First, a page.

According to a report released by the Canadian Institute for Health Information, nearly two-thirds of seniors living in long-term care (LTC) facilities take 10 or more drugs. So why not stop – or de-prescribe – some of them? De-prescribing is a strategy recommended by Dr. Cara Tannenbaum, co-Director of the newly launched Canadian Deprescribing Network, who claims that both the word and its action are gaining international popularity.

Of course not all medicines are bad. Many are required to treat bothersome symptoms, alleviate pain or control disease progression. What is alarming to Dr. Tannenbaum is that nearly a quarter of seniors take drugs that are “potentially inappropriate” or unnecessary. Potentially inappropriate is a term that refers to medicines that have a greater risk of harm than benefit for many consumers. Sleeping pills and antipsychotic drugs fall under this category. A full list of the top ten drugs to avoid or use with caution in older adults is available at

The use of sleeping pills elicits concern because sleeping pills increase the risk of an emergency room visit for confusion, falls, hip fractures and death for individuals who use these drugs on a chronic or even episodic basis. Even two sleeping pills per week can increase the risk of Alzheimer Disease.

Many older adults are unaware of these risks. Others do not know that sleeping pills are included in their pillbox. It is not always easy to recognize the little round yellow or oval white pills that masquerade as innocent sleep panaceas, hidden among the medley of other pills that need to be taken before bed.

With the help of consumer marketing techniques – which usually get people to want to start taking certain medications – and feedback from older adults themselves, Dr. Tannenbaum developed an educational brochure designed to help seniors want to stop taking sleeping pills. The brochure is available online and can be downloaded and printed free of charge from

Dr. Tannenbaum tested the deprescribing brochure among 303 seniors aged 65-95 who regularly used sleeping pills. After reading the brochure, two-thirds of participants decided to broach the subject of de-prescribing with their doctor or pharmacist. One-infour succeeded in safely tapering off their sleeping pills by 6-months, and another 11% were in the process of following the weaning protocol.

The study raises three important questions. First, should educational brochures be disseminated to all seniors and their family members for commonly consumed, but possibly unnecessary and potentially harmful medication? Second, if exposure to scientific information can catalyze seniors to bring about changes in prescribing patterns, then how can seniors be recruited to help drive other quality of care health improvement initiatives? Finally, the question begs to be asked if everyone knows what the word deprescribe means, and whether it warrants becoming part of the regular vernacular of healthcare in Canada.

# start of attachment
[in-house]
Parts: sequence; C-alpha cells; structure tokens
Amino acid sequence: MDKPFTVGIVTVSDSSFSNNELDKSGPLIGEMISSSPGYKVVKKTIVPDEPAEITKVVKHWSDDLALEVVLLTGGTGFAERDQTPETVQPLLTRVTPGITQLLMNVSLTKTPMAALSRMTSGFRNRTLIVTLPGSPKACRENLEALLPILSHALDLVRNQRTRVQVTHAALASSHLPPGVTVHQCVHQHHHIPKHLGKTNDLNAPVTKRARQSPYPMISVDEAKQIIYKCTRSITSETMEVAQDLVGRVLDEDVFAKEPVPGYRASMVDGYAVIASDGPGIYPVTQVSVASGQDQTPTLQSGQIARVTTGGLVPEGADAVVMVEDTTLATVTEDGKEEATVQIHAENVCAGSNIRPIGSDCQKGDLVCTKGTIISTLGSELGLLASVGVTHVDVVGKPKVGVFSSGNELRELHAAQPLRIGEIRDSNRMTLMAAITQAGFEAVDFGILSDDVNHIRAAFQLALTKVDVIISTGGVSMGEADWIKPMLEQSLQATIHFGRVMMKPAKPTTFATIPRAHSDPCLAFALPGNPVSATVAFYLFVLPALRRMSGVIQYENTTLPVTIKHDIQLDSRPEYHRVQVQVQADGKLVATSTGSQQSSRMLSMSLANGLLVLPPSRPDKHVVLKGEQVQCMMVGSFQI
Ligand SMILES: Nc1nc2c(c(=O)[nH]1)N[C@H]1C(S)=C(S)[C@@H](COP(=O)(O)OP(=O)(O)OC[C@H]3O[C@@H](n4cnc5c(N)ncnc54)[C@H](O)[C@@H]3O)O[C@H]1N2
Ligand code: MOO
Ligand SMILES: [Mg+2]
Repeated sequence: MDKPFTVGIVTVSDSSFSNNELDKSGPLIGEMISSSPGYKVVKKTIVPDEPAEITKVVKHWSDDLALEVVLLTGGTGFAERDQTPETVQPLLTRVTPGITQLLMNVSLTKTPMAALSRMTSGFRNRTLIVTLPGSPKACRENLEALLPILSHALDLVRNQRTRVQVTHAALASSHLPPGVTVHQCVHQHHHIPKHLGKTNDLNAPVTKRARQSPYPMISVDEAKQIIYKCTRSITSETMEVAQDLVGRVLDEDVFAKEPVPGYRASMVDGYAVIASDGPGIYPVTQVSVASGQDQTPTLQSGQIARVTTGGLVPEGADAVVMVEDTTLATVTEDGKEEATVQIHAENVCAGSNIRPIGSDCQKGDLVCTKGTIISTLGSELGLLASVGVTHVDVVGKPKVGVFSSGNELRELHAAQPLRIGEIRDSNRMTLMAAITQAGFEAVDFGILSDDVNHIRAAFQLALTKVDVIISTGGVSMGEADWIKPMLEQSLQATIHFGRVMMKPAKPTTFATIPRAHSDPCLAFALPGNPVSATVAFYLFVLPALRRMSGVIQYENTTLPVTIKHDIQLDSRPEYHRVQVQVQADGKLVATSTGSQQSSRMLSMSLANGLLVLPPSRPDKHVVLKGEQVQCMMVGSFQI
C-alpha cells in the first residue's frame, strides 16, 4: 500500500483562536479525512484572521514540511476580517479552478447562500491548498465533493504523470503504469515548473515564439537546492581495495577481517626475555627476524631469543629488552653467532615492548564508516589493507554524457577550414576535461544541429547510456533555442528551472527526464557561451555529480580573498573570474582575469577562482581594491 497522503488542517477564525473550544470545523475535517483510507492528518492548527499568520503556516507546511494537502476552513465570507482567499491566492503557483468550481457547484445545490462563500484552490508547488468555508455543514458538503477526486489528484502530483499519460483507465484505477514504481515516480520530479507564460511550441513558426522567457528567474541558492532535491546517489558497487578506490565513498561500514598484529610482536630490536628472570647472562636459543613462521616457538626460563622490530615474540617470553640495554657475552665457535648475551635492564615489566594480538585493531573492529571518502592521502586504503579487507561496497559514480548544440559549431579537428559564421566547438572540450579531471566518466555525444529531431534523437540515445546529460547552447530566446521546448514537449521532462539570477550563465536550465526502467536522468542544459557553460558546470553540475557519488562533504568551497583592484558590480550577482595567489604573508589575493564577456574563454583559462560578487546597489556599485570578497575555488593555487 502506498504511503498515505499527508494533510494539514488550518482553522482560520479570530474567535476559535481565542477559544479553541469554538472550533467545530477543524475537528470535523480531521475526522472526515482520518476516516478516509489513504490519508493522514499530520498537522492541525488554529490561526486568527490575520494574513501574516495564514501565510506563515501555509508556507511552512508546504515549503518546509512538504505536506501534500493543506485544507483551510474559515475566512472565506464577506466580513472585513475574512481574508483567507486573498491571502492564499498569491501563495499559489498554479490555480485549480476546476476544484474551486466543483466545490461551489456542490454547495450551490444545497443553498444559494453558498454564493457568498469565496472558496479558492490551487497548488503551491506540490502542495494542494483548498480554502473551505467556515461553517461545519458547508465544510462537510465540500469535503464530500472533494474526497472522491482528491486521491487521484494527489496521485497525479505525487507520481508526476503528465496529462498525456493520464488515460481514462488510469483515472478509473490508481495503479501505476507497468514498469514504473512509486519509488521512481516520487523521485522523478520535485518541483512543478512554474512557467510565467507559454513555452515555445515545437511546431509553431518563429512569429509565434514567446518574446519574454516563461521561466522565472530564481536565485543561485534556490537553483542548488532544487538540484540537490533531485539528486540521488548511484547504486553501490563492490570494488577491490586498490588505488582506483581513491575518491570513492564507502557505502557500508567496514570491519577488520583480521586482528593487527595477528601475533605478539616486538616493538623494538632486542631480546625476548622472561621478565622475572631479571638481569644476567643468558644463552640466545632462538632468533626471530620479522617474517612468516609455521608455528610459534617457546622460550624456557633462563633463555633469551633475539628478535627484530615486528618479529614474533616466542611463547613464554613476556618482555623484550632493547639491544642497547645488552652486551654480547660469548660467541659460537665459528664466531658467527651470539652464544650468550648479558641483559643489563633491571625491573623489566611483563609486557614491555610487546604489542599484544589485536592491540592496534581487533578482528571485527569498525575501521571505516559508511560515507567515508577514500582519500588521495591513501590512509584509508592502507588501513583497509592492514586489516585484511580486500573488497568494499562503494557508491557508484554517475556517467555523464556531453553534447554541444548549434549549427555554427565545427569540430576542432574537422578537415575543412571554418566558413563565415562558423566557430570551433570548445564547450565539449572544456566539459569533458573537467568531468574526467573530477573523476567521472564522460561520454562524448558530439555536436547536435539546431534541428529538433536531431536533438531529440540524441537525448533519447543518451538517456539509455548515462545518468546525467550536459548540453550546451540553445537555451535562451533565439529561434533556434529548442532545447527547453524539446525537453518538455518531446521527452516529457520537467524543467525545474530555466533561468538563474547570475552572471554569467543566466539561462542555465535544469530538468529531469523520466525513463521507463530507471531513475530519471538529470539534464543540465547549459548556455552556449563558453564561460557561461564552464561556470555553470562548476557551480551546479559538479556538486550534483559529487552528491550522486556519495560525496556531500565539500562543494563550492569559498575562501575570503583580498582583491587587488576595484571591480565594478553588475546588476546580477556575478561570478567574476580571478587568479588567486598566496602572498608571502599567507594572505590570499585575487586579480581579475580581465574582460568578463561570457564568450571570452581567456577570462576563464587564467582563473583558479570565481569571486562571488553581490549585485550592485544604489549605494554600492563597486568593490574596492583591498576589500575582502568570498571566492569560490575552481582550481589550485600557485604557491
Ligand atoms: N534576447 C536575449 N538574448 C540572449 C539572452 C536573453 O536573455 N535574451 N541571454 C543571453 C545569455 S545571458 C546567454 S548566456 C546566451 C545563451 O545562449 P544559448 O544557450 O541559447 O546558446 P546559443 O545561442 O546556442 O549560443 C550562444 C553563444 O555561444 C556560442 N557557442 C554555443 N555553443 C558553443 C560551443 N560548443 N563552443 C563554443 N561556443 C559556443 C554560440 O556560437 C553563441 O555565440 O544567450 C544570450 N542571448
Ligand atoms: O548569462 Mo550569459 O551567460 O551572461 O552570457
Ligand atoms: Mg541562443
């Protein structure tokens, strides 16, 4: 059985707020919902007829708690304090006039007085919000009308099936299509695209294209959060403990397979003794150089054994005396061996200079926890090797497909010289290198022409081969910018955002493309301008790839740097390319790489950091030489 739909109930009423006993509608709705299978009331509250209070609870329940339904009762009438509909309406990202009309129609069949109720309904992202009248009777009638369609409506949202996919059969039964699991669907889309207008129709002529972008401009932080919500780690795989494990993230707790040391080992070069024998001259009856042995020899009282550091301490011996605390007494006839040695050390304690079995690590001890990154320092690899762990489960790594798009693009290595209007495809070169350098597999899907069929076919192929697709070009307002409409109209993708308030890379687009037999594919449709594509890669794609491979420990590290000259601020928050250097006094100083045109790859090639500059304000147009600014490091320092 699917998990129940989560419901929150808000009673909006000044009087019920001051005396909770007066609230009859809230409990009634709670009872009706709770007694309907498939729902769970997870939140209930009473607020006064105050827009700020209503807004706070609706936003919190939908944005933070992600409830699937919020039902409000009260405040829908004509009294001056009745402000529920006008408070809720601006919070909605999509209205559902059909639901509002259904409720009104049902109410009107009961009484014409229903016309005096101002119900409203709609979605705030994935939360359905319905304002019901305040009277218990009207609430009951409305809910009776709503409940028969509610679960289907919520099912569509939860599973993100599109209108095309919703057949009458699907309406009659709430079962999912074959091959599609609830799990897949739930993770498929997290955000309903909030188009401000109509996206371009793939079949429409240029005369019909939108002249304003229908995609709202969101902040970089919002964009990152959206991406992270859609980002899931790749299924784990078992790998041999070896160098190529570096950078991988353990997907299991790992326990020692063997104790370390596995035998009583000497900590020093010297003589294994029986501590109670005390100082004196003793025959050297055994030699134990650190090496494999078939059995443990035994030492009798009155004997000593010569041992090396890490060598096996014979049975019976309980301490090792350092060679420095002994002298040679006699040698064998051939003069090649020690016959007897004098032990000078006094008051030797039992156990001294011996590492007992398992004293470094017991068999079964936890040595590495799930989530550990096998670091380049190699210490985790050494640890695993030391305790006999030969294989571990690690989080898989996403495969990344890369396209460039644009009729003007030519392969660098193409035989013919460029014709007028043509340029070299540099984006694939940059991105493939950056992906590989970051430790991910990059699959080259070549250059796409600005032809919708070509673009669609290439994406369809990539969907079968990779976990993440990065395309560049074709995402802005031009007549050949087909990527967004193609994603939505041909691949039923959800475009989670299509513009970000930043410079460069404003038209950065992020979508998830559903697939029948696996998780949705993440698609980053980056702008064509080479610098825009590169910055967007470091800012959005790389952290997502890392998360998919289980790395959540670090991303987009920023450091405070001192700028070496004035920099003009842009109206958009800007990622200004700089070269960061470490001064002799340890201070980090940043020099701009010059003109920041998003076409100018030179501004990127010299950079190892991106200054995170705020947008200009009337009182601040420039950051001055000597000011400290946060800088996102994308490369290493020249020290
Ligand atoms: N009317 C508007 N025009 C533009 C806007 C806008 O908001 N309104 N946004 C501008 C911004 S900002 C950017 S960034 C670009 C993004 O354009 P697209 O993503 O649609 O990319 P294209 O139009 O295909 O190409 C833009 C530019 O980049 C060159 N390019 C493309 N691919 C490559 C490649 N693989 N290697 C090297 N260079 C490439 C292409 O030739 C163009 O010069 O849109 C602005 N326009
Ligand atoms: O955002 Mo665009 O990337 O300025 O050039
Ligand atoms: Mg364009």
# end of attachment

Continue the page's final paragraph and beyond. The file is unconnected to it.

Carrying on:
Emerging statistics about the cost, quantity, and types of potentially inappropriate medications that are being prescribed in long-term care must be viewed as an opportunity for introspection, not as an excuse to point fingers. What is the reason so many sleeping pills are prescribed? The long-term care resident who has to wake up early and be wellrested to face a stressful day at the office is the rare exception. After retirement, shouldn’t individuals be allowed to embrace the luxury of going to bed and waking up whenever they want?

Yet all too often caregiver schedules dictate when seniors sleep. Nursing home culture and structure impose an artificial routine on natural biologic rhythms, creating the need for chemical coping. Going to bed at 7 or 8 p.m. at night and sleeping until 6 in the morning is an unrealistic expectation. Due to changes with age in sleep architecture patterns and the need for sleep, most seniors only require 6-7 hours of sleep per night. Less if they nap for 3 hours each afternoon. To stay on a regular sleep schedule, individuals must be exposed to bright sunlight during waking hours, plenty of physical activity and mental or sensory stimulation, and no caffeinated beverages after dinner. These criteria are infrequently met in long-term care, and for these reasons the overuse of sleeping pills is unsurprising.

A wake up call is ringing. The pendulum has swung too far. Major changes are needed for more humane care with minimal reliance on the over-prescription of drugs. Sleeping pills and antipsychotics represent the tip of the iceberg only. Geriatricians debate whether statin therapy for high cholesterol and strict control of blood sugar to prevent the longterm complications of diabetes truly embody the concept of rational resource allocation for seniors at the end of life. A more reasonable approach might be to shift healthcare spending away from unnecessary prescription drugs, and instead augment the availability of qualified personnel to deliver individualized care and ensure that human interactions take precedence over pharmaceutical ones. Over the long-term, de-prescribing, rather than prescribing, may be part of what is needed to help improve care for seniors in our current healthcare system.